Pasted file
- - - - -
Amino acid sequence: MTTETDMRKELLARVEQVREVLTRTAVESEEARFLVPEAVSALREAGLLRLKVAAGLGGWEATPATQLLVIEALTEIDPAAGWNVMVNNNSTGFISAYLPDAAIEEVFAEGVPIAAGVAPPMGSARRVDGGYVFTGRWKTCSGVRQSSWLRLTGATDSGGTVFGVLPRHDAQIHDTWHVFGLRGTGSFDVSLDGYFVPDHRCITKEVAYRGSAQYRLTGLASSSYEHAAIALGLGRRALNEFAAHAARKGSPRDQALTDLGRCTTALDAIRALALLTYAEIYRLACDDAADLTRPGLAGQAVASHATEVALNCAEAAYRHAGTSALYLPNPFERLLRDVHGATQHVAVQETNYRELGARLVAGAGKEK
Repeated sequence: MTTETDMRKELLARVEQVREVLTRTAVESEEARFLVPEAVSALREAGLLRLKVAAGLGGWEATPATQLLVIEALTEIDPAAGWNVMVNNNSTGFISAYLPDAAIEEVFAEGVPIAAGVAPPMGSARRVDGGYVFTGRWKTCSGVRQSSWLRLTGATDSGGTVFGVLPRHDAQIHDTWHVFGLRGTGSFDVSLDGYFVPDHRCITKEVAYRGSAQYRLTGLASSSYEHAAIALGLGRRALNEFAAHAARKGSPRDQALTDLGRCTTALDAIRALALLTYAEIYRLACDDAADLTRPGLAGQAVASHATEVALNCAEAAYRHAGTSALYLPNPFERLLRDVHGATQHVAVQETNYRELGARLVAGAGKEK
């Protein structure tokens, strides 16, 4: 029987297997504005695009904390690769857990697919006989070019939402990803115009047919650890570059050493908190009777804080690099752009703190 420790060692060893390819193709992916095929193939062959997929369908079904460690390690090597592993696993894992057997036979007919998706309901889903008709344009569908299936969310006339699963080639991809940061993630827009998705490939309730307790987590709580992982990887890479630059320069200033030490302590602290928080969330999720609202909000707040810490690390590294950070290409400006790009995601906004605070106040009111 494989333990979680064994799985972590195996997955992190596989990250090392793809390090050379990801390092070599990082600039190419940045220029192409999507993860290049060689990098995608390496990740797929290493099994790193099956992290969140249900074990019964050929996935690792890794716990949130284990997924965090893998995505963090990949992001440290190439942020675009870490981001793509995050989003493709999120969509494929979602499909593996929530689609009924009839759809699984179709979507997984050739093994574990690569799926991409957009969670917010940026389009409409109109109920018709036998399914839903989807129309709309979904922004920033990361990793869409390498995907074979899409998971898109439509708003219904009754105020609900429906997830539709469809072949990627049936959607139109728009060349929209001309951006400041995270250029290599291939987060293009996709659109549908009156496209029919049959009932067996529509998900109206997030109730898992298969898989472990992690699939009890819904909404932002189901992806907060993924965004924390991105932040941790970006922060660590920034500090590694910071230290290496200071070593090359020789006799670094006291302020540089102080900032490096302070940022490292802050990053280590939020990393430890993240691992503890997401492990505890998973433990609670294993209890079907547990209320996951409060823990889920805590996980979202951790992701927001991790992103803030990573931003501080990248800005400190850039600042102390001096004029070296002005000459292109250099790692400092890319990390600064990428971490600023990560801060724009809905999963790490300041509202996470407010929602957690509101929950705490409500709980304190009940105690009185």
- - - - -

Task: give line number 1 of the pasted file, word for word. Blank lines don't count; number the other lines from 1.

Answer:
Amino acid sequence: MTTETDMRKELLARVEQVREVLTRTAVESEEARFLVPEAVSALREAGLLRLKVAAGLGGWEATPATQLLVIEALTEIDPAAGWNVMVNNNSTGFISAYLPDAAIEEVFAEGVPIAAGVAPPMGSARRVDGGYVFTGRWKTCSGVRQSSWLRLTGATDSGGTVFGVLPRHDAQIHDTWHVFGLRGTGSFDVSLDGYFVPDHRCITKEVAYRGSAQYRLTGLASSSYEHAAIALGLGRRALNEFAAHAARKGSPRDQALTDLGRCTTALDAIRALALLTYAEIYRLACDDAADLTRPGLAGQAVASHATEVALNCAEAAYRHAGTSALYLPNPFERLLRDVHGATQHVAVQETNYRELGARLVAGAGKEK